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Experimenting with Sums of Primitive Roots of Unity

The primitive roots of unity are parametrized by the fractions where and via the complex function .
Their sum is , where is the Möbius function. Conjugates are symmetric in the real axis, so is parametrized by only the fractions where and via the real function .
This Demonstration computes two sums over these fractions and computes a subsequent sign function that mimics the Möbius function for .
The set of fractions for all denominators up to are the elements of the Farey sequence of order that are less than .
Observing the symmetries of and suggests parametrization of the summation of the Möbius function by asymmetry in the distribution of the Farey sequence about .

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Definitions
The roots of unity are the solutions of the equation . The solutions lie equally spaced around the unit circle.
A solution is called primitive if for some , which occurs when is coprime to [1]. The primitive roots of unity are given by for , so there are , where is the Euler totient function [2].
The Möbius function is defined to be if is the product of distinct primes, and zero otherwise, with [3].
Ramanujan's sum for gives for all positive integers [4].
The Farey sequence of order is the set of irreducible fractions between 0 and 1 with denominators less than or equal to , arranged in increasing order [5].
For the purpose of this Demonstration, we omit the fraction 0/1 and truncate the sequence to include only the fractions less than . The sequence is . The truncated Farey sequence is plotted as the black "barcode" and is scaled to the real interval where the fractions are those Farey fractions with denominator and the remaining bars are the Farey fractions with denominators less than .
Demonstration
Euler's formula (for as before) plots the primitive roots of unity on the unit circle in the complex plane. Upon summing, their symmetries allow cancellation of the imaginary parts and duplication of the real parts to give the shortened summation
, where stands here and in the following.
In the result, this sum is shown as , where δ denotes the fraction .
Plotting the points illustrates how this sum is a measure of their asymmetry about the point zero, seemingly miraculously always equal to or for any natural number .
The Demonstration then plots the points with a visual link to each point and computes the comparable sum .
Computations for up to show that the sign of matches the Möbius function for squarefree and the sign of (where is the floor function) matches the Möbius function for non-squarefree and is positive for squarefree .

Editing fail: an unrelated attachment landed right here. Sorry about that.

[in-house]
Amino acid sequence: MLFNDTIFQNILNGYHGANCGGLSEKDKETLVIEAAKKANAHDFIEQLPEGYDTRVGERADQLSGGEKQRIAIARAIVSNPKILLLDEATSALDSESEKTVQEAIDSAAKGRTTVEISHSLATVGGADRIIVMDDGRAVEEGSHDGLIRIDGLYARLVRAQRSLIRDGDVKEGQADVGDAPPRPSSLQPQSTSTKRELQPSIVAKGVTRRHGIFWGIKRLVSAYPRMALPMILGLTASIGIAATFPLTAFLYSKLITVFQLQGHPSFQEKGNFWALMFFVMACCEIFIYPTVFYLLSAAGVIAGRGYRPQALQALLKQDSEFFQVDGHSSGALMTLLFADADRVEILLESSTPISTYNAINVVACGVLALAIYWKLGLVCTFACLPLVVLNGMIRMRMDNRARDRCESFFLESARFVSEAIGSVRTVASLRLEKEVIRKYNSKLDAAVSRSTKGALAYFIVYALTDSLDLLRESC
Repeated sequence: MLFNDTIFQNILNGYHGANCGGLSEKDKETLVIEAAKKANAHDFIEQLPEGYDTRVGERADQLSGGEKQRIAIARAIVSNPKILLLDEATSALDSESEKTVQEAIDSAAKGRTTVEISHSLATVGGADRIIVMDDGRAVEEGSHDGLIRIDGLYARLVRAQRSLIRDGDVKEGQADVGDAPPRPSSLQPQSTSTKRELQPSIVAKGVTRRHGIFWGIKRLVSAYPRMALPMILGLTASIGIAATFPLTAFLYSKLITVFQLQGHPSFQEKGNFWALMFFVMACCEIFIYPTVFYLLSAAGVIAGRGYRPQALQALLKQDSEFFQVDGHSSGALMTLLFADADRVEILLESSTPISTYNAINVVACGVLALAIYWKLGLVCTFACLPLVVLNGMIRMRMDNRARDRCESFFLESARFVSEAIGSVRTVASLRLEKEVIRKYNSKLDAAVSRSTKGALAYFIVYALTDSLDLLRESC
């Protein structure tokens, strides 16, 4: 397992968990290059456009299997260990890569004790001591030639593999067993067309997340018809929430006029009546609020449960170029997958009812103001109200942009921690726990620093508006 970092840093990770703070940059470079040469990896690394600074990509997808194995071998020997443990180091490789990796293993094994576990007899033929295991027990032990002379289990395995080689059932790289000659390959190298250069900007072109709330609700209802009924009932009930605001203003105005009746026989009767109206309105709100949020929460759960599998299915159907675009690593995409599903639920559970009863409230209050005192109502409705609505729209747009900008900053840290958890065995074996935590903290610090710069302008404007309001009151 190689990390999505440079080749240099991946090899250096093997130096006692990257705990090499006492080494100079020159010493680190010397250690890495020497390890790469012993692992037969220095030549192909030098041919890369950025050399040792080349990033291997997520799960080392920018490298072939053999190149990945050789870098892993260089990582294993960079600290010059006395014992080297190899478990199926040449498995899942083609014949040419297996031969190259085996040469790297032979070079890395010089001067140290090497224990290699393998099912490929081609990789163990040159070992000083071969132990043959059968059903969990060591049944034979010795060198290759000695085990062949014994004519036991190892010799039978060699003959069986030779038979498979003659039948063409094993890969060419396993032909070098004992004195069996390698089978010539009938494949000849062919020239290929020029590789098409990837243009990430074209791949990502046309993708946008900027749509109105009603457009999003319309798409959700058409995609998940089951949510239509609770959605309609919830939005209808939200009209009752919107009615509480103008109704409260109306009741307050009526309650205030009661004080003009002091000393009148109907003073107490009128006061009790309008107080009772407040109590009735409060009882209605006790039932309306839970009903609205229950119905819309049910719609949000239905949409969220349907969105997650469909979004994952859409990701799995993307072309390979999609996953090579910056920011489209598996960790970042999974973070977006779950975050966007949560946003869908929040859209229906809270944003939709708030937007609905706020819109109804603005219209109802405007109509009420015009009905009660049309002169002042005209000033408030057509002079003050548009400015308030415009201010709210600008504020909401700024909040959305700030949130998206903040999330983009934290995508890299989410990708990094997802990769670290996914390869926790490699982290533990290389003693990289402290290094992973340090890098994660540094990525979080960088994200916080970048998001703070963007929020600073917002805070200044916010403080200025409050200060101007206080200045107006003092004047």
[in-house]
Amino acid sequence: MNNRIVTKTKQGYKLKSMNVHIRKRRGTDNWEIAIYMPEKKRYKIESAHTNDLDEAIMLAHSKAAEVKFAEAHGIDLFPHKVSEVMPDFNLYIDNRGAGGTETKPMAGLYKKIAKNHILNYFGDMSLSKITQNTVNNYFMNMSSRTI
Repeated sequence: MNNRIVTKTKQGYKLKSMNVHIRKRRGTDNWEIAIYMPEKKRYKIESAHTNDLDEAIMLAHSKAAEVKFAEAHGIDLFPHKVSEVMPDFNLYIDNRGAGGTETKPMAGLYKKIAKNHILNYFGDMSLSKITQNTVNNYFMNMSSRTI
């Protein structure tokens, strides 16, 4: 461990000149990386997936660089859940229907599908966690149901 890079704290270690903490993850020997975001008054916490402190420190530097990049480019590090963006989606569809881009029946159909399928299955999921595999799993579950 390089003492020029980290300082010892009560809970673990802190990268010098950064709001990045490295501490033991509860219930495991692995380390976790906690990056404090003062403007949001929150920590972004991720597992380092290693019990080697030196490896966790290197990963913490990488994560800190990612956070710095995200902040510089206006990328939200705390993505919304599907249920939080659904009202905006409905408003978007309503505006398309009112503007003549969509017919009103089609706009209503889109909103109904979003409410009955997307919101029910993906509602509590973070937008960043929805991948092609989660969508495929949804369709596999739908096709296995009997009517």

The product of the sign functions gives an algorithm that returns the Möbius function value;
for .
Writing gives the Möbius function in terms of the totient function and the partial sum of the coprime numbers (to ) that it counts;
for .
Ranging through selected denominators shows the fractions that form the truncated Farey sequence .
Let be the Farey sequence of order ; a classical sum [6] of the primitive roots of unity gives
, which reduces to .
The analogous sum correlates to the classic discrepancy sum that measures distribution in the Farey sequence .
The sum measures asymmetry in the distribution of the Farey sequence about .
From the well-known uniform distribution modulo one of the Farey sequence, it follows that tends to zero as tends to infinity.
References
[1] Wikipedia. "Root of Unity." (May 8, 2013) en.wikipedia.org/wiki/Root_of_unity.
[2] Wikipedia. "Euler's Totient Function. (Jun 13, 2013) en.wikipedia.org/wiki/Euler%27s_totient_function.
[3] Wikipedia. "Möbius Function." (Jun 17, 2013) en.wikipedia.org/wiki/Mobius_function.
[4] Wikipedia. "Ramanujan's Sum." (Mar 19, 2013) en.wikipedia.org/wiki/Ramanujan%27s_sum.
[5] Wikipedia. "Farey Sequence." (Jun 9, 2013) en.wikipedia.org/wiki/Farey_sequence.
[6] Wikipedia. "Mertens Function." (May 3, 2013) en.wikipedia.org/wiki/Mertens_function.
[7] M. N. Huxley, "The Distribution of Farey Points, I," Acta Arithmetica, 18, 1971 pp. 281–287. matwbn.icm.edu.pl/ksiazki/aa/aa18/aa18130.pdf.
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